I'm looking for an ancient quote that resembles something like, "Now that the gods are involved, fate is sealed / all hope is lost / it's useless to fight our fate" vel sim.

Essentially, I'm looking for some recognition that the gods have changed the nature of whatever activity was going on, and that now the rest of that activity is set to follow the will of the gods.

This path doesn't have to be limited to fate; it could also be a recognition that the gods are too powerful to fight against.

For a sample scenario of where this could be used, imagine the warriors on the battlefield leading a charge, then once the gods are involved, they realize their hopes are dashed. They now know they are going to lose, that all hope is lost.

Of course, the scenario doesn't need to be pessimistic, just fatalistic. The important aspect is that there's a recognition that something has changed with the plan, either because the gods are now involved, or else that the gods have made the fate known.

It's as if, halfway through dying by Oedipus' hand, Laius realizes what the gods have done and just goes through with it. Or if Croesus upon realizing what the Oracle meant gives up fighting against Cyrus' army. I don't think we see these two things happened, but one could expect a quote there recognizing the futility of human action once the gods' actions are made known.

Is there a quote you like in an ancient text that says something like that? It doesn't have to be limited to Classical works, though those are preferred.

  • I'm guessing alea iacta est is out for not involving the gods?
    – Rafael
    Nov 13, 2023 at 17:00
  • My first loose association was Vergil's fato profugus, though in that case profugus is much more literal.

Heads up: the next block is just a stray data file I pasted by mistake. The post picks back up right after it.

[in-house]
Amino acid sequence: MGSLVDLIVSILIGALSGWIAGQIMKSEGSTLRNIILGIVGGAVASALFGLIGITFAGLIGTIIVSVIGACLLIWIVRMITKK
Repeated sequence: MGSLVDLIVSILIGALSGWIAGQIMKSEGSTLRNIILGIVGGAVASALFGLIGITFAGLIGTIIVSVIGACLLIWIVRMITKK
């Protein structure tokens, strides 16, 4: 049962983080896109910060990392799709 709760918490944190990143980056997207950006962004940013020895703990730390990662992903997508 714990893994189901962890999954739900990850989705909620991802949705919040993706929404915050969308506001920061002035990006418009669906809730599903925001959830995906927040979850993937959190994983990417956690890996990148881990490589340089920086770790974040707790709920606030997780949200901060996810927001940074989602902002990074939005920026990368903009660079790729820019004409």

– brianpck
    Nov 13, 2023 at 17:26
  • @Rafael That could have worked, but the context negates it. It's the opposite viewpoint as what I was looking for, i.e. the mortals deciding the fate, rather than seeing the gods arrive/take action.
    – cmw
    Nov 13, 2023 at 19:19
  • @brianpck That's a great one, too. Not quite hitting the mark, but close.
    – cmw
    Nov 13, 2023 at 19:22

1 Answer 1


Not pessimistic, but: haec Iovem sentire deosque cunctos spem bonam certamque domum reporto ("We take to heart the good and certain hope that this is the will of Jove and all the gods." literally: I take home the good and certain hope that Jove and all the gods think this) from the Hymn to a New Age. Variously:

Deos credo voluisse. (I believe it to be the will of the Gods) Plautus

quodve putem sidus nostris occurrere fatis, (What star should I think contrary to my fate?)
quosve deos in me bella movere querar (What gods should I complain of warring against me?)
Ovid, The Amores

Virum bonum concedas necesse est summae pietatis erga deos esse. Itaque quicquid illi accidit, aequo animo sustinebit; sciet enim id accidisse lege divina, qua universa procedunt. Quod si est, unum illi bonum erit, quod honestum; in hoc enim positum est et parere dis nec excandescere ad subita nec deplorare sortem suam, sed patienter excipere fatum et facere imperata. Seneca, Letter to Lucilius, Number 76.

A good man, you will admit, must have the highest sense of duty toward the gods. Hence he will endure with an unruffled spirit whatever happens to him; for he will know that it has happened as a result of the divine law, by which the whole creation moves. Because if there is one good, then it is honor, for one of its dictates is that we shall obey the gods and not blaze forth in anger at sudden misfortunes or deplore our lot, but rather patiently accept fate and obey its commands.

  • Thanks. These are good. Not quite exactly what I was looking for, but good quotes. It doesn't have to be pessimistic, but fatalistic. The element missing though is the recognition in the change, as if someone were on a path, but now their choices no longer matter. I'm going to edit the question to make that clear.
    – cmw
    Nov 13, 2023 at 19:18
  • @cmw I added another. Nov 13, 2023 at 20:04

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